Mentors communicate on a human level. And that's what Andrew would do. He was a father figure to me during a difficult period of my life … and mentoring is something that we never really teach. Nor do we ever study it. You may have been really good at studying quantum cosmology and so forth, but do you actually sit down and think, you know, what's the best way to teach the ethical responsibilities of being a scientist? We could really do with more of that.

I think Andrew was really an exemplar of mentorship. His loss was tragic. He left such an impact, and did so much for me and hundreds of other people. I think about him every day. I mean, he really saved people's lives and careers. He was so charming and so kind and gracious. But in the end I hope I did his legacy justice. And I hope his children will someday find the book and know at least what he meant to me. And I'm just one of hundreds.

The sun sets behind BICEP2 telescope in the foreground. The South Pole Telescope stands in the background. (Image credit: Steffen Richter/Harvard University) How might teaching practices at universities influence future scientific research, in your opinion?

Keating: An organization should protect the physical and mental safety of an individual: a sense of purpose, a sense of meaning, and sense of value to the organization.

As Viktor Franklsaid, our search for meaning is really what makes someone feel important enough to carry out a mission. And all of our scientists have missions: to do, to create, to add to the body of knowledge that human beings have accumulated.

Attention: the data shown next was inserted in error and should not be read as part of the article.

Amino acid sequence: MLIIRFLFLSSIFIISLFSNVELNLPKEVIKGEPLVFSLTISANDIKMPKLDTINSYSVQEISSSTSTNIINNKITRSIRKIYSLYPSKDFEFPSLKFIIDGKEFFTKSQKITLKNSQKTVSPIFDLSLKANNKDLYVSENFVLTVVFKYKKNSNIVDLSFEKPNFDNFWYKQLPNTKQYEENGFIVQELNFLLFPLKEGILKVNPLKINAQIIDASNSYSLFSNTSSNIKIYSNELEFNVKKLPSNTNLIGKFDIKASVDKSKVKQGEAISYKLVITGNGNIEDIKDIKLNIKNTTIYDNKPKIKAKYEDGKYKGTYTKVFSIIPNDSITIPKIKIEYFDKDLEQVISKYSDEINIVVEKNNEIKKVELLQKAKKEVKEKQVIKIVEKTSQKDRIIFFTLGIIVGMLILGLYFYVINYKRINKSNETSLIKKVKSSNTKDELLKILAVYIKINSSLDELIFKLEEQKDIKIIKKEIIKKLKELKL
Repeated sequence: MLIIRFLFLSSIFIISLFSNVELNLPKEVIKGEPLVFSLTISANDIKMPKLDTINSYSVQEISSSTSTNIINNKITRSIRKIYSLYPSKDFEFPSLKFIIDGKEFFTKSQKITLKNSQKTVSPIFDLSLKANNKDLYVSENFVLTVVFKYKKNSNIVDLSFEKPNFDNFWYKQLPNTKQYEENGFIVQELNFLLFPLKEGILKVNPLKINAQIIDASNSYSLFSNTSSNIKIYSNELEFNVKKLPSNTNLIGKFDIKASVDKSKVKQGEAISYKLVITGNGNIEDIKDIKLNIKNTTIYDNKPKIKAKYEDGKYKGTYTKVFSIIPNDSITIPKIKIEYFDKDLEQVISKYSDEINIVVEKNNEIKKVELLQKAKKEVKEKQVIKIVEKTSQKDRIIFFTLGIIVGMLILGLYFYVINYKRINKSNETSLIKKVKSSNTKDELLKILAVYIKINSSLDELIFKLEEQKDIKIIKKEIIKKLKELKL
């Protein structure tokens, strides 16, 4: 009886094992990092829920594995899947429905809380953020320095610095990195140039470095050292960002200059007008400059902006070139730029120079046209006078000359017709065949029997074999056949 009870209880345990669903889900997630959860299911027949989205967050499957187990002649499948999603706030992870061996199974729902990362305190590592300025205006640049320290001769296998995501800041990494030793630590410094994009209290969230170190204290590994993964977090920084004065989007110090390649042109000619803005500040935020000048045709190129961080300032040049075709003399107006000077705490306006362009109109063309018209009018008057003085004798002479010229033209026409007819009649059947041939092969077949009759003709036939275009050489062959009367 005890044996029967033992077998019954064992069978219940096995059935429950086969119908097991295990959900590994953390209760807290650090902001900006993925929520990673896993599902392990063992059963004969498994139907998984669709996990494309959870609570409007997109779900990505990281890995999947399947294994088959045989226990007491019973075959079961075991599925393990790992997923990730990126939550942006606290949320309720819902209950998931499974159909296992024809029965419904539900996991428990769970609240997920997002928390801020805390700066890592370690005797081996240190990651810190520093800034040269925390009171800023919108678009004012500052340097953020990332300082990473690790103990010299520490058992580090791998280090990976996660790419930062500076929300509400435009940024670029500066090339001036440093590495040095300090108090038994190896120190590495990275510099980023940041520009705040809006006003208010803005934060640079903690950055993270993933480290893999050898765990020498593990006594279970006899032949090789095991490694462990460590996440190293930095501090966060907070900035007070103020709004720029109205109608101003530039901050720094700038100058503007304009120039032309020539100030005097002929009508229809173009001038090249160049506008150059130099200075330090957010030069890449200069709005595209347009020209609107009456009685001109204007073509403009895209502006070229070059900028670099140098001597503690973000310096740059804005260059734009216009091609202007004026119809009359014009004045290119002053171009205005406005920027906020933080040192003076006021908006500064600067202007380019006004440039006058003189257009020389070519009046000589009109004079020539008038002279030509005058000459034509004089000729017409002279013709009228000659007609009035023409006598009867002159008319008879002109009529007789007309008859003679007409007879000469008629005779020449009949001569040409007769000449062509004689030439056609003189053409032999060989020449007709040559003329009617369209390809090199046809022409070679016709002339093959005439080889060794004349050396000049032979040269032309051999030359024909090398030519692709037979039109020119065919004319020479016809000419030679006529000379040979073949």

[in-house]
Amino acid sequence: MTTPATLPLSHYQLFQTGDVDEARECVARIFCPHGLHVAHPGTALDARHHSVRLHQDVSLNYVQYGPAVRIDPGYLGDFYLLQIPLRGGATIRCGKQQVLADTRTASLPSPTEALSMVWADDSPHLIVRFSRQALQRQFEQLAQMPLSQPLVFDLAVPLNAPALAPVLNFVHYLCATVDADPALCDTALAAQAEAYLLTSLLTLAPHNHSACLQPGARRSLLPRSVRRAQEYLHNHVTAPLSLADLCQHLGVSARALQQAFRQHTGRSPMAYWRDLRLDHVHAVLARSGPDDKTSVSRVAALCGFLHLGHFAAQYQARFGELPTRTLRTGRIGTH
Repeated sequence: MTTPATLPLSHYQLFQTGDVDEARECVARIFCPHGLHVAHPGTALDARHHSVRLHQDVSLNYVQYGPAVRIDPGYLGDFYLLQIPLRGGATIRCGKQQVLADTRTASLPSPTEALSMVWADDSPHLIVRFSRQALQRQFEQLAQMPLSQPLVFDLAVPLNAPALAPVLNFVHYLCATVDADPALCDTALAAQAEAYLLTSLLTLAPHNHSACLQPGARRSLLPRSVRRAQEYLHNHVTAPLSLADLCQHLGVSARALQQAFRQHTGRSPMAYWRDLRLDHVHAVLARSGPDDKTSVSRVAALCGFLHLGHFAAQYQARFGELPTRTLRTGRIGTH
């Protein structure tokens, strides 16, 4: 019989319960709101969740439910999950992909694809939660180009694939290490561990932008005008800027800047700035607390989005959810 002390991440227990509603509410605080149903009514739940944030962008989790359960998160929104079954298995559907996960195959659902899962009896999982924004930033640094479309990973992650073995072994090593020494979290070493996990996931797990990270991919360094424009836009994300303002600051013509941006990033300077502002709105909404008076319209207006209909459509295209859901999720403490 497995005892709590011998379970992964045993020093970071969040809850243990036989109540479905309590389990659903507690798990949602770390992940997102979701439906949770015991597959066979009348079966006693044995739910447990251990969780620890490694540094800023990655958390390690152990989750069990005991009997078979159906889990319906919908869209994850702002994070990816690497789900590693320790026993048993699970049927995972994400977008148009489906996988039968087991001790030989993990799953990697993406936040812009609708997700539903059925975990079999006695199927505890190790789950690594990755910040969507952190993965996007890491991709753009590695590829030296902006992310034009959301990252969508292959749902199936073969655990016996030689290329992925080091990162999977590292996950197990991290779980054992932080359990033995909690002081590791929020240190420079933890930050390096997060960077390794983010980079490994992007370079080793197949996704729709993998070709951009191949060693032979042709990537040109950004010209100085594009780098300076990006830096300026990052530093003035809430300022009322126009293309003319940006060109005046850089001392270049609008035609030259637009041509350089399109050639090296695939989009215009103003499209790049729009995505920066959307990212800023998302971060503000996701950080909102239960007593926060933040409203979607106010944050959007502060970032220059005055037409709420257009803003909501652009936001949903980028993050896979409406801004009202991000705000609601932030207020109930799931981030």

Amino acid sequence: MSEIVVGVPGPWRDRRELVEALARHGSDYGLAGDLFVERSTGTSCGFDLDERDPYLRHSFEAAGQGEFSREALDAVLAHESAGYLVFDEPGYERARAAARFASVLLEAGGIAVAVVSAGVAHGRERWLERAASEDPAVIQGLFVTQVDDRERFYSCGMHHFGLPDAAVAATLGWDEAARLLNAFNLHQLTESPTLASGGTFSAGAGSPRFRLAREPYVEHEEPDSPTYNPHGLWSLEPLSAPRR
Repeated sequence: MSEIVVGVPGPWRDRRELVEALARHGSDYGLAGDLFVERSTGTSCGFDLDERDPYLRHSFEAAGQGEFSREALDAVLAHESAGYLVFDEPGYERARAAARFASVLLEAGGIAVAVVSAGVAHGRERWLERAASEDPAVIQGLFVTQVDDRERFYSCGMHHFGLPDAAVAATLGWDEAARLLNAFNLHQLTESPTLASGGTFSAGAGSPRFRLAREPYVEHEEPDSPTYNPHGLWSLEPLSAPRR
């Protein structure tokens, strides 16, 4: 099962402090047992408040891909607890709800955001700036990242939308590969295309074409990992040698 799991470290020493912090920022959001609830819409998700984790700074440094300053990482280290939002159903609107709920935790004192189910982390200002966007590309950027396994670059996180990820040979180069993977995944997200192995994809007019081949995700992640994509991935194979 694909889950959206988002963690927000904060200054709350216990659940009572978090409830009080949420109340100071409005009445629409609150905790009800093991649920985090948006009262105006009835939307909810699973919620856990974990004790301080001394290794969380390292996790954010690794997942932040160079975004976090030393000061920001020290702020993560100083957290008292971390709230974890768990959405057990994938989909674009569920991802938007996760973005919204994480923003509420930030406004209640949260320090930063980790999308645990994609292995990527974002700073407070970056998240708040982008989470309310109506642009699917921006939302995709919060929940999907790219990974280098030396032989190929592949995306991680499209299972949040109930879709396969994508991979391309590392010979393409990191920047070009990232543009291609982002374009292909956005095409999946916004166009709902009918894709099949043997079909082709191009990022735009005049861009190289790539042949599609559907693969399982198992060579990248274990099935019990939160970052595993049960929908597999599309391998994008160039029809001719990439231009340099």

This interview was edited for length. You can buy "Losing the Nobel Prize" on

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Doris Elin Urrutia
Doris Elin Urrutia

Doris is a science journalist and contributor. She received a B.A. in Sociology and Communications at Fordham University in New York City. Her first work was published in collaboration with London Mining Network, where her love of science writing was born. Her passion for astronomy started as a kid when she helped her sister build a model solar system in the Bronx. She got her first shot at astronomy writing as a editorial intern and continues to write about all things cosmic for the website. Doris has also written about microscopic plant life for Scientific American’s website and about whale calls for their print magazine. She has also written about ancient humans for Inverse, with stories ranging from how to recreate Pompeii’s cuisine to how to map the Polynesian expansion through genomics. She currently shares her home with two rabbits. Follow her on twitter at @salazar_elin.